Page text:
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Help Please


Shelster1973
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I appear to be a bit of a numpty....and my callipers may be slightly out of cal (last time I use digital ones).

Am getting the bits together for my wooden pier project and have had the plates done for the mount, but it appears that teh hols I have had cut in teh middle of the top plate was too big for my AVX (my fault not machinist)

What i was wondering is if there is anyone with a 3D printer who would be an absolute star and make me a collar so that I can fit it over teh AVX and give a snug fit?

Am more than happy to pay for materials and postage too.

Not 100% sure what the actual size of the AVX mount collar is, but hopefully someone else on here can provide the details.

Have contemplated getting some disc brakes for it, but thought I would try this line as already have teh trwo plates ready to go....just need a bit of modding and fettling

Many thanks in advance

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Give me the dimensions and a rough drawing and I'll look into it :)

Please bear in mind that the SGL CoC doesn't allow trading through the board other than as provided for by the Classifieds section.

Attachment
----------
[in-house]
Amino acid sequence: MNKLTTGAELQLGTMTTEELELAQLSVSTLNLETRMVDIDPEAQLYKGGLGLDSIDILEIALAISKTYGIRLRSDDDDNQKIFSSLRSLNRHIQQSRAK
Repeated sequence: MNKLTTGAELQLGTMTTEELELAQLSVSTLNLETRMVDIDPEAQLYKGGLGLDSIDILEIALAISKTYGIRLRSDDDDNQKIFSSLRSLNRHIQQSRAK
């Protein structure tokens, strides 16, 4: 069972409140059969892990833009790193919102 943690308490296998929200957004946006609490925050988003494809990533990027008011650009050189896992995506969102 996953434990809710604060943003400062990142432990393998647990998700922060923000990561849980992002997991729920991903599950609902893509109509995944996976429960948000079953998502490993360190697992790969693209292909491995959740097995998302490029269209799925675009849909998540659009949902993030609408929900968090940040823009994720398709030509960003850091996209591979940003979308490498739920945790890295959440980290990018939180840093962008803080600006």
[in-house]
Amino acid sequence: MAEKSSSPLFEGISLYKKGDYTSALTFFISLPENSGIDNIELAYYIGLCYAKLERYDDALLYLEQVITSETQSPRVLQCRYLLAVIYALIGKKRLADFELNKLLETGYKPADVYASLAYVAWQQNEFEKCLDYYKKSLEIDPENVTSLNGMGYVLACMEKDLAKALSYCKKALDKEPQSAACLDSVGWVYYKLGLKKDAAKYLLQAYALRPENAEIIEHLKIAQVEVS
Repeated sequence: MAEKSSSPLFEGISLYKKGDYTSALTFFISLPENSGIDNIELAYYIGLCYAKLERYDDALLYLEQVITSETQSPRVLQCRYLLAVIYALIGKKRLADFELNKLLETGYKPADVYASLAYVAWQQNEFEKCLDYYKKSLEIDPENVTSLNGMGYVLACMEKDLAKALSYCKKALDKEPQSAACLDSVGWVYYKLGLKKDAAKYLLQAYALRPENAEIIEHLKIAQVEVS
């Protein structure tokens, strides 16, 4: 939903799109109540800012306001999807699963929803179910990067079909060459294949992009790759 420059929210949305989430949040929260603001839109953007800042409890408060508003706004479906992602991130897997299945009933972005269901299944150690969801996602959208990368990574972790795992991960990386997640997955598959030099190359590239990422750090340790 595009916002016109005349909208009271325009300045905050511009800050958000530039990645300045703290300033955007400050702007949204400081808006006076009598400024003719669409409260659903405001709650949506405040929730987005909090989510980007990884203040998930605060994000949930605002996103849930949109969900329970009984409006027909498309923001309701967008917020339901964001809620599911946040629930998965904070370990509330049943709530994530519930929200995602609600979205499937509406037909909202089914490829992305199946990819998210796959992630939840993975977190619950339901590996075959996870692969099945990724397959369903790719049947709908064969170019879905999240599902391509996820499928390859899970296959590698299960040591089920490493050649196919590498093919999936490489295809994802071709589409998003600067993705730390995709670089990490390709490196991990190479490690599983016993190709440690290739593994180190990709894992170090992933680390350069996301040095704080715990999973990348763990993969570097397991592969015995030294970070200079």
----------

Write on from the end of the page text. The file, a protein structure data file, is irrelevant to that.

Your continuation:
Edited by Gina
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I could do that for you FOC :)  Cost of materials would be a few pence and being only 3mm thick I could just pop it in an envelope - I'm perfectly happy to absorb that minimal cost :)  What colour would you like? :D  Bear in mind though that it would be printed in ABS which has a certain amount of flexibility.

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Hi,

Not sure how hard the material is from a 3d printer or exactly the use you want to use them, but big but,  I needed some 60mm od 12mm id washers for my pier and I got them from ebay in the end, dialled in the sizes and found a supplier, forget how much but not much, I think that they called them panel washers.

Regards

Mike

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Hi,

Not sure how hard the material is from a 3d printer or exactly the use you want to use them, but big but,  I needed some 60mm od 12mm id washers for my pier and I got them from ebay in the end, dialled in the sizes and found a supplier, forget how much but not much, I think that they called them panel washers.

Regards

Mike

The materials most commonly used are PLA and ABS - you can Google their properties for the definitive answer.  I currently use ABS as that works best with the UP! Plus 2 printer that I use.  I have also used PLA in the past with a 3D printer kit that kept going wrong but that's another story (and thread on SGL)  ABS is what Lego bricks are moulded from and also a lot of other plastic items.  It is fairly hard and very tough with a high breaking strain.

The advantage of 3D printing is that you can design almost anything of any shape within a certain size in CAD software such as SketchUp (free) and print it out.  For examples see my many threads of all sorts and for further ideas look at Thingiverse which has thousands of things ready to 3D print.